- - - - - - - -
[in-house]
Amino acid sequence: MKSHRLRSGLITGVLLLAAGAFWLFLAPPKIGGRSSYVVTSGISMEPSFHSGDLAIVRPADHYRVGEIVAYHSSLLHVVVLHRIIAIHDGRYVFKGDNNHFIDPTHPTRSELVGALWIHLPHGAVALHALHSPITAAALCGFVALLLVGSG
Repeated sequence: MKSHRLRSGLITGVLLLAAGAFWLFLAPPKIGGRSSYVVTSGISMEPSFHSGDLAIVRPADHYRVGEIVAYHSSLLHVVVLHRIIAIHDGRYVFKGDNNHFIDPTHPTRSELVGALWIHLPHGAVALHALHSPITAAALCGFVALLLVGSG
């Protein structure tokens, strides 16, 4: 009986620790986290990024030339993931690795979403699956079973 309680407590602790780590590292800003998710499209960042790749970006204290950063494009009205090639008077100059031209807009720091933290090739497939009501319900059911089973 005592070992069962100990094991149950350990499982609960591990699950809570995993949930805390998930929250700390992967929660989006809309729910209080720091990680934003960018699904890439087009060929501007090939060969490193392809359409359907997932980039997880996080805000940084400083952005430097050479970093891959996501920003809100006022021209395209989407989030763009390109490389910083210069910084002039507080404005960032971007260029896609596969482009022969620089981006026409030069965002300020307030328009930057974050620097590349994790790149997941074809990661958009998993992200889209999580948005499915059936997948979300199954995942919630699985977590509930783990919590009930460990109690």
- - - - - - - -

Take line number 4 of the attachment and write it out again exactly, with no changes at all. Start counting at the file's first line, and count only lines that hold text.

């Protein structure tokens, strides 16, 4: 009986620790986290990024030339993931690795979403699956079973 309680407590602790780590590292800003998710499209960042790749970006204290950063494009009205090639008077100059031209807009720091933290090739497939009501319900059911089973 005592070992069962100990094991149950350990499982609960591990699950809570995993949930805390998930929250700390992967929660989006809309729910209080720091990680934003960018699904890439087009060929501007090939060969490193392809359409359907997932980039997880996080805000940084400083952005430097050479970093891959996501920003809100006022021209395209989407989030763009390109490389910083210069910084002039507080404005960032971007260029896609596969482009022969620089981006026409030069965002300020307030328009930057974050620097590349994790790149997941074809990661958009998993992200889209999580948005499915059936997948979300199954995942919630699985977590509930783990919590009930460990109690």